Iron is abundant universally. During the evolutionary processes, humans have selected iron as a carrier of oxygen inside the body. However, iron works as a double-edged sword, and its excess is a risk for cancer, presumably via generation of reactive oxygen species. Thus far, pathological conditions such as hemochromatosis, chronic viral hepatitis B and C, exposure to asbestos fibers, as well as endometriosis have been recognized as iron overload-associated risks for human cancer. Indeed, iron is carcinogenic in animal experiments. These reports unexpectedly revealed that there are target genes in iron-induced carcinogenesis and that iron-catalyzed oxidative DNA damage is not random in vivo. Several iron transporters and hepcidin, a peptide hormone regulating iron metabolism, were discovered in the past decade. Furthermore, a recent epidemiological study reported that iron reduction by phlebotomy decreased cancer risk in the apparently normal population. These results warrant reconsideration of the role of iron in carcinogenesis and suggest that fine control of body iron stores would be a wise strategy for cancer prevention. (Cancer Sci 2009; 100: 9–16)
SLC11A2, proton-compled divalent metal ion transporter member 2; TBP
Body iron stores accumulate insidiously with aging due to the fact that intake exceeds loss and no biological mechanisms exist for excretion of iron in excess of physiological requirements.(1) It was first reported in 2008 that iron reduction by phlebotomy decreased cancer risk in a supposedly normal population that had peripheral arterial disease.(2) Despite some criticisms, this paper is a highly significant observation supporting other epidemiological studies,(3,4) and one should not underestimate the role of iron in carcinogenesis.
‘Redox cycling’ is a characteristic of transition metals such as iron (Fe[III] ↔ Fe[II]) and copper (Cu[II] ↔ Cu[I]). Iron is an essential metal involved in oxygen transport mediated by hemoglobin in mammals and in the activity of various enzymes including catalase. Both deficiency and overload may cause such serious conditions in humans as anemia and hemochromatosis, respectively. Thus, iron metabolism is finely regulated. Recently, the understanding of iron metabolism entered a new era by the discoveries of several iron transporters, post-transcriptional regulation of ‘iron metabolism-associated’ genes, and hepcidin, a peptide hormone produced by hepatocytes. Furthermore, there is a growing body of evidence that suggests a role of iron in carcinogenesis. Our laboratory has established and been studying animal models of iron-induced carcinogenesis. The present review describes recent new findings associated with iron metabolism and focuses further on the mechanisms of how iron induces cancer. A novel concept called ‘oxygenomics’ is proposed based on these findings.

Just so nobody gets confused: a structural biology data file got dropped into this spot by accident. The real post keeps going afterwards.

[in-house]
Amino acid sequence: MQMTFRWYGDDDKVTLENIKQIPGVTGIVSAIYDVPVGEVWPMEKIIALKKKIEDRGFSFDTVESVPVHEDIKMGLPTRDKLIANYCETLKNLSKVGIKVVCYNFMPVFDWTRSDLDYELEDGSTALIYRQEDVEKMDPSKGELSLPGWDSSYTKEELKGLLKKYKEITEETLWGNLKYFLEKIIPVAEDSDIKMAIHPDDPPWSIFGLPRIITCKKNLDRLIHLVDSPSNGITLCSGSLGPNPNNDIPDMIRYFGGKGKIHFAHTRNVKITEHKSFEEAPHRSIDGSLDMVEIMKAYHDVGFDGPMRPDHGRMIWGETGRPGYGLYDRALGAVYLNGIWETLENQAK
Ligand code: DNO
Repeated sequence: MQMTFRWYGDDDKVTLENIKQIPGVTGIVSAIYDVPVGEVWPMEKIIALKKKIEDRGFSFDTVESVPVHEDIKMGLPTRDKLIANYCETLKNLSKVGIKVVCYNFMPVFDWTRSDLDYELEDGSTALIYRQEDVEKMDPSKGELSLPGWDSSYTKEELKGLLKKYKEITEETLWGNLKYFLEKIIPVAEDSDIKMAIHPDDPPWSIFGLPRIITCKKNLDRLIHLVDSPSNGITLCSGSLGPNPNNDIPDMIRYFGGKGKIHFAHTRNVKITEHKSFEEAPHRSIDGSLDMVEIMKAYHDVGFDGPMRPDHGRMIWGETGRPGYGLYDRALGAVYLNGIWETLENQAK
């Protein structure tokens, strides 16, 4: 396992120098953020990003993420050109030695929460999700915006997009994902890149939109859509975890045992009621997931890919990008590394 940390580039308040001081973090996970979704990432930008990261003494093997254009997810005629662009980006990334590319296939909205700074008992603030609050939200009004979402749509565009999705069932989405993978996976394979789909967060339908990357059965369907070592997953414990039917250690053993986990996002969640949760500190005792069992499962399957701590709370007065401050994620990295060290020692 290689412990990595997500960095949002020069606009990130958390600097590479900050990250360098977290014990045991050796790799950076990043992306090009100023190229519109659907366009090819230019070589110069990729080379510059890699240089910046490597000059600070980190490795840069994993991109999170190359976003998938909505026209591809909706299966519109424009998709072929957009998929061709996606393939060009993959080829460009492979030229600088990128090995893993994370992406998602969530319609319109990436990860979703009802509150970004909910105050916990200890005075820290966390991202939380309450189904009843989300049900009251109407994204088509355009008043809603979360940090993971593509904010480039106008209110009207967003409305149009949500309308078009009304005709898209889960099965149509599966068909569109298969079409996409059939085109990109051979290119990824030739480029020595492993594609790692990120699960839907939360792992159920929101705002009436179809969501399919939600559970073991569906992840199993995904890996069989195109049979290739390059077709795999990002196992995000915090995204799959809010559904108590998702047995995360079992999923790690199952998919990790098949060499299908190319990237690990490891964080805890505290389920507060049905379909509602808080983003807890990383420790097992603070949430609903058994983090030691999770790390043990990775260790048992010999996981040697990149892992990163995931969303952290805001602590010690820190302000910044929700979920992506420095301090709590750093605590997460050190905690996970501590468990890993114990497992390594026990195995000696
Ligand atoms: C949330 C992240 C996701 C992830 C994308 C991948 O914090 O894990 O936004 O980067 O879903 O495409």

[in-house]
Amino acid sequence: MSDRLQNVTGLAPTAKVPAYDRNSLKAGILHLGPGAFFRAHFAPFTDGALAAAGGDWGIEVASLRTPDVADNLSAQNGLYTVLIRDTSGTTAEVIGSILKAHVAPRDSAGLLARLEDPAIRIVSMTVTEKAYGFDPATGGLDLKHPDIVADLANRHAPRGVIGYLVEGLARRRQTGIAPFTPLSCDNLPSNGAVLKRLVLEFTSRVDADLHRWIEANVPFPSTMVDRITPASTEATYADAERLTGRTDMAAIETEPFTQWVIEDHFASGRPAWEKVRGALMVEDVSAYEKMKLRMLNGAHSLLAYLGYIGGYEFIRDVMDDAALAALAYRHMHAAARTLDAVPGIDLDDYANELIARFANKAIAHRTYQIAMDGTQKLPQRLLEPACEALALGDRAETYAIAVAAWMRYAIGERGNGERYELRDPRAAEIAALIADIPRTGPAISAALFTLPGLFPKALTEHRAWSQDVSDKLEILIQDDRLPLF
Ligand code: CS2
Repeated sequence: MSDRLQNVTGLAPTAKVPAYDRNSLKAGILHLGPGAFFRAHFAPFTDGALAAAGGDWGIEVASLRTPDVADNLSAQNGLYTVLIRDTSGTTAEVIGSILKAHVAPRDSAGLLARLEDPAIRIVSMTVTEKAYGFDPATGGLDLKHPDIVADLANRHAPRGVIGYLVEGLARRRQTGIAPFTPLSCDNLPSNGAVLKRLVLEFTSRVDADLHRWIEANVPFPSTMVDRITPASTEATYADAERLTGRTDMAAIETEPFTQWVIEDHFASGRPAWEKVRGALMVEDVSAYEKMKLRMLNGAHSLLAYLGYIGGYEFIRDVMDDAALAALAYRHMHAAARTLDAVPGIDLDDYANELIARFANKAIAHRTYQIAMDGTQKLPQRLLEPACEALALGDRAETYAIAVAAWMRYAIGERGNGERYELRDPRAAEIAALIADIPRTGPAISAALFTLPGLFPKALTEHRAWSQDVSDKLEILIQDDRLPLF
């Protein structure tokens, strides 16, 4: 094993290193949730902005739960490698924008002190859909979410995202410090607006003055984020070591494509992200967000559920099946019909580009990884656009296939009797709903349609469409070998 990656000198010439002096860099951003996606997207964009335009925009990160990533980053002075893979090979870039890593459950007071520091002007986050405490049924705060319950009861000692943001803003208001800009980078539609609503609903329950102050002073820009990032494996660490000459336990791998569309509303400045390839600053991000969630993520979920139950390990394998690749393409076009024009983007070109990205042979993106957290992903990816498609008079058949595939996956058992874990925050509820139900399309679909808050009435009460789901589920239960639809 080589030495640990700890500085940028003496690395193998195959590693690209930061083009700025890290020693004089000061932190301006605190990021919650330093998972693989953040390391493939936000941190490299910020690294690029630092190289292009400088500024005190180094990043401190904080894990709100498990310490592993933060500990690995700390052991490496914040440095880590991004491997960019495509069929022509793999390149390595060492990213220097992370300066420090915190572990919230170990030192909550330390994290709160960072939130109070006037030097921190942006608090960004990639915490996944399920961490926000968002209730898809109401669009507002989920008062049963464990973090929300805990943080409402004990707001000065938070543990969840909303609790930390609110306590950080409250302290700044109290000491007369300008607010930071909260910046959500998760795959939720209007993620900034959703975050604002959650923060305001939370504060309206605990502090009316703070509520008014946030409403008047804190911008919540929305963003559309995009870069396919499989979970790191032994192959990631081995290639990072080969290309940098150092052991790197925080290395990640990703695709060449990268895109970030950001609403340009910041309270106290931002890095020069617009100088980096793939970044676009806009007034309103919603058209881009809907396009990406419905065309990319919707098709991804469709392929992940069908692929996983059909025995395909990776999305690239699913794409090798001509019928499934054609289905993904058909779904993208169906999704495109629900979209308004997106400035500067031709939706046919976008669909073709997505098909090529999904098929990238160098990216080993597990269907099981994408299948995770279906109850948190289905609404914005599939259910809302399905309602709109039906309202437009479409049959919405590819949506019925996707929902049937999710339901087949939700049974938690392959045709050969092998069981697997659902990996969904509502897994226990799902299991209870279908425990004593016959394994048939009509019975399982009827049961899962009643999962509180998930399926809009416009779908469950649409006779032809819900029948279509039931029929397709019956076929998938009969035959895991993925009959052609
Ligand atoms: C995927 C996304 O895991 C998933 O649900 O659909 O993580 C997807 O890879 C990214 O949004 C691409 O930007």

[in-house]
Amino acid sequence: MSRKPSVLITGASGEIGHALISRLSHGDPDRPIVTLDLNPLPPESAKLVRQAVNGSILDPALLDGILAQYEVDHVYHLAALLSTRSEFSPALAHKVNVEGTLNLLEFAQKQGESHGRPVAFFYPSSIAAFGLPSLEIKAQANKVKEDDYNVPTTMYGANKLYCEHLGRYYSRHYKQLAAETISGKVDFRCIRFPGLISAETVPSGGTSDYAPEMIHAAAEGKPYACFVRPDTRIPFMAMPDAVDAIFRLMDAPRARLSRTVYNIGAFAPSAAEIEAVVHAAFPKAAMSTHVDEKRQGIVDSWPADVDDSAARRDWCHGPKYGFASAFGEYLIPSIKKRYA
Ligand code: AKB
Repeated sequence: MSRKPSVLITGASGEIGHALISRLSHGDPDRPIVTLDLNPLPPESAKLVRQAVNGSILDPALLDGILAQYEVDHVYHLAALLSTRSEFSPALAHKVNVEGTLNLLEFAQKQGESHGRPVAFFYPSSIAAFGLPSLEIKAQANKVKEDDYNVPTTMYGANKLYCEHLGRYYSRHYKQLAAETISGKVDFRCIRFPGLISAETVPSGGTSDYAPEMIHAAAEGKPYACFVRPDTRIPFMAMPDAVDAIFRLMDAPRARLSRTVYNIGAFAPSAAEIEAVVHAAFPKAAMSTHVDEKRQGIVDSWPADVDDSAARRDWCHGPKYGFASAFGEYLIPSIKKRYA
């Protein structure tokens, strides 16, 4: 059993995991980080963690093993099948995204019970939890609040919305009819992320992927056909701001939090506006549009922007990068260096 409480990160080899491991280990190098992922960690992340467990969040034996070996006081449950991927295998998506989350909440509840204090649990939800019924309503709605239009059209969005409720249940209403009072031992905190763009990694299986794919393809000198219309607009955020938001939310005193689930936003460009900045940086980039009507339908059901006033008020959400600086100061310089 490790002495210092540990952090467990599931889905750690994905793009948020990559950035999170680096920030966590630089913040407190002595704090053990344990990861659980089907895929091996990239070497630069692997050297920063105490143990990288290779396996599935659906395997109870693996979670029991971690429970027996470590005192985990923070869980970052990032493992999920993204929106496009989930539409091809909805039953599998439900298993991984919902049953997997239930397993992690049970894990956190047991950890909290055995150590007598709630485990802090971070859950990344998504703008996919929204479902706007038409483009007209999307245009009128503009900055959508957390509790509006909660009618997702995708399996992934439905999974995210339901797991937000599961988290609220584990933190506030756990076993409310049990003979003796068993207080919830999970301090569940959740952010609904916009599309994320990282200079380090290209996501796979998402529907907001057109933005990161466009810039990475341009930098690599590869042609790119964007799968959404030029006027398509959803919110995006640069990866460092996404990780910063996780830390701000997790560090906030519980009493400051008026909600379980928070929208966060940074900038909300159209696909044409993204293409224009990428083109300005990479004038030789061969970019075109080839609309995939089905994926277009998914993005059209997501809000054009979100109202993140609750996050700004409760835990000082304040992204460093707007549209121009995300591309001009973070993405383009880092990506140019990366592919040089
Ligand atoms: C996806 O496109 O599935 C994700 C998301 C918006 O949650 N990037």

Fenton chemistry and ‘catalytic’ iron
Iron present in heme, in iron–sulfur clusters or closely associated with proteins plays a pivotal role in a variety of physiological cellular functions such as oxygen transport, energy metabolism, electron transport, and modulation of H2O2 levels. However, non-protein-bound ‘free’ or ‘catalytic’ iron functions to damage biomolecules.(5) Iron is the most abundant transition metal in the human body (approximately 2–6 g).(6) Redox cycling of iron is closely associated with the generation of ROS. A British chemist, Fenton, reported as early as 1894 that ferrous sulfate and H2O2 cause the oxidation of tartaric acid, resulting in a beautiful violet color on the addition of caustic alkali.(7) This was the basis for the discovery of the Fenton reaction, which produces hydroxyl radicals (), the most reactive chemical species in biological systems (Eqn 1).
( (Eqn 1))
In order to understand the involvement of this chemical reaction, in the biological system the concept of catalytic or free iron proposed by Gutteridge et al. is essential.(5) Catalytic iron consists of the following two characteristics: (1) redox activity, and (2) diffusibility. In biological environments at neutral pH, the reduction potential of Fe(III) is +772 mV, close to that of the water–oxygen couple, which is +818 mV.(8) However, Fe(III) can dissolve in water at an extremely low concentration (10−17 mol/L) at neutral pH. Most Fe(III) precipitates as iron hydroxides at neutral pH.(9) However, Fe(III) chelated with citrate or phosphates such as ADP, ATP, and GTP can remain as ‘catalytic’ iron at neutral pH.(10) In the iron chelates suggested above, at least one of the six ligands of iron is left free to exert catalytic activity.(11) It was previously reported that the fewer the number of ligands involved in chelation, the higher the preservation of catalytic activity for ROS production.(12) This is further related to the redox potential of each iron chelate; in the redox potential between +460 mV and –160 mV, the ferrous state gives a Fenton reaction whereas the ferric state can be reduced by (13)
Catalytic iron in the biological environment